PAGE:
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Mainstream outlets are still indulging in lengthy features on the subject, however, most continued to address the technology's perceived shortcomings.
The general consensus seems to be that bitcoin is still doomed for failure, although everyone seems to have a different – and equally creative – opinion as to why.
Perhaps most notably, this week saw Fusion's Felix Salmon's contribution to the debate, alleging that the digital currency would fail because the ecosystem is dominated by men.
In his piece, titled "Why Bitcoin's male domination will be its downfall", Salmon discussed Nathaniel Popper's new book, Digital Gold, noting that it was "as close as you can get to being the definitive account of the history of bitcoin". In so doing, the author talks about "misfits" and "millionaires", responsible for the building, mining and hyping of the digital currency.
The post talked about Popper's failed search for bitcoin creator Satoshi Nakamoto, but focused more on his inability to find something else – prominent women in the community whom he could interview for his work.
Salmon used the observation as a springboard to hang the cryptocurrency's success or demise on a gender-based premise.
Despite the loose connection, Salmon was not alone in taking up the narrative. Shane Ferro echoed Salmon's line of thought in a Business Insider piece, writing:
"Fusion's Felix Salmon delves into the seedy underbelly of the bitcoin world an comes up with the real problem with cryptocurrency: the community is 96% men."
Note the use of the word "seedy".
Ferro's concluding statement, "it's hard to have a currency that leaves out 50% of the population", also raises some eyebrows as it implies no women are using the digital currency.
'Cash is here to stay'
Following the debate, Forbes' contributor Arjan Schutte argued that cash is here to stay, regardless of alternative electronic payment systems that are seeking to disrupt its market.
Schutte started by saying how "everyone in the financial services industry is excited about the digitisation of money", adding "at the hand of bitcoin, or Apple Pay, or what-not – our money would be more secure, more liquid, more flexible and wield control".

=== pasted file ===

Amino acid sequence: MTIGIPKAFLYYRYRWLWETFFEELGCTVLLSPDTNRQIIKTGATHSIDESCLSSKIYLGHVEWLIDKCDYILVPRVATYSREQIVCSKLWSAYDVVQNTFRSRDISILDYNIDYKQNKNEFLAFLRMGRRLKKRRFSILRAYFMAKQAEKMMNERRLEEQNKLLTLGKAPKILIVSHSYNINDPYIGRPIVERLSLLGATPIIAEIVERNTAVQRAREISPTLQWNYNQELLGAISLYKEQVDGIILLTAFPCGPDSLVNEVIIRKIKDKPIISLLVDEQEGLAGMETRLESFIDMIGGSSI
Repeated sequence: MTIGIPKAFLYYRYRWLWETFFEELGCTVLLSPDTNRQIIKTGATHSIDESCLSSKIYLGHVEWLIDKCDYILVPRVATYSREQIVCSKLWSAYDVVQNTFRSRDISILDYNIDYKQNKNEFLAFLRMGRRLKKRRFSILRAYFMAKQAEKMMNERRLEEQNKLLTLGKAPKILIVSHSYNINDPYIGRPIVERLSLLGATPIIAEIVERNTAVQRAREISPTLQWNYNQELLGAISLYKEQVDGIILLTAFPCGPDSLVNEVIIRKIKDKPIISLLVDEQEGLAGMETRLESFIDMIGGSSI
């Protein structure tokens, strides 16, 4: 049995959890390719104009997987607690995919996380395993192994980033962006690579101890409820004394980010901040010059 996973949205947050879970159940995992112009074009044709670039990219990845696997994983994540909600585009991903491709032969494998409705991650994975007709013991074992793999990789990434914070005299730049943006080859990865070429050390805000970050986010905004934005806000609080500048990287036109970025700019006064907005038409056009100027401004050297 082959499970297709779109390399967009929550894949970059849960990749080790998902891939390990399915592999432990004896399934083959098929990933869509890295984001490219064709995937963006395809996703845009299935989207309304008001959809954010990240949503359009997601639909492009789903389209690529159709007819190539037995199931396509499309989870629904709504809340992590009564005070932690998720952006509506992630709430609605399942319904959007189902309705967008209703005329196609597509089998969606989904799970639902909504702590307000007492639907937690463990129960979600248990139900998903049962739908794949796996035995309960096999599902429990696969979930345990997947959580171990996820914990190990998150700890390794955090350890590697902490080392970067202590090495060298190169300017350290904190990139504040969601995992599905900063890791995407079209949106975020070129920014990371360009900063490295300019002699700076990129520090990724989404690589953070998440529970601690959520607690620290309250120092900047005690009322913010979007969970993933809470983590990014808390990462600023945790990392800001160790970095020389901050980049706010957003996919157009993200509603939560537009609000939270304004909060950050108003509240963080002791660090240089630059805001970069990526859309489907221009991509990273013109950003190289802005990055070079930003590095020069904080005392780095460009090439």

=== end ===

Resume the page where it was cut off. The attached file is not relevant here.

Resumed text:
Despite his admission that a like technology could potentially disrupt the world of traditional finance, Schutte continued to note that the digital currency would never reach mainstream adoption.
"Last year was clearly quite exciting for the bitcoin world, and I believe cryptocurrency technology remains incredibly important to the current financial services revolution. Bitcoin also offers most of the cash advantages, it's free, it offers control and anonymity. It is not universally accepted – and never will be, in my opinion. And because of that, it's not effectively liquid. So, no chance."
Schutte's statements mirror those of bankers, who are much more willing to talk about blockchain technology and the potential applications of open ledgers than comment on the future of bitcoin.
'Gimmicky and niche'
Credit must go to BBC News's Zoe Kleinman for attempting to throw some positivity into the mix by reporting on recent bitcoin-related events in the Isle of Man, a self-governed entity in the Irish Sea.
The island has become increasingly prominent in the bitcoin and technology ecosystem. From the beginning of April, digital currency business in the Isle of Man now have to comply with anti-money laundering (AML) laws.
Known for its extensive e-gaming industry, Kleinman's piece exposed how the island is "now hoping to give a wholesome boost to the bad boy of digital currencies, bitcoin".
She explained her choice of words, commenting on how bitcoin often made the headlines "for all the wrong reasons", citing the now defunct Japanese exchange Mt Gox – which coincidently made the news this week – as an example of its association with illicit activities, adding:
"[Bitcoin] has also gained notoriety as the currency for choice for illegal activity because bitcoin transactions can be carried out anonymously."
At this point it is important to address that bitcoin is not wholly anonymous, as frequently misreported by some media outlets. This aside, Kleiman cites various sources who discuss issues affecting the bitcoin economy as a whole, including regulation.
Adrian Forbes, an entrepreneur whose startup TGBex sells physical bitcoin coins, told Kleinman that he was not a big fan of legislation. He continued:
"I see bitcoin as something very niche. I don't think it requires same licences as banks and stockbrokers and hedge funs that have a thousand times as much money at stake. Bitcoin will work best in the third world first. In the west, it's a novelty, niche technology, a bit of fun. It might be advantageous in terms of speed but there's no real need for it."
Kleinman then cited Nula Perryin, the female founder of an all-female cast taxi company, who said:
"We do about two or three [bitcoin payments] a week ... I think it's a bit of a gimmick ... as a new firm it's something to get us noticed."
Whether bitcoin will ever be integrated into the existing traditional financial system still remains to be seen, Perryin proves that, fad or not, women do get involved in and use the digital currency.
The general consensus seems to be that bitcoin is still doomed for failure, although everyone seems to have a […]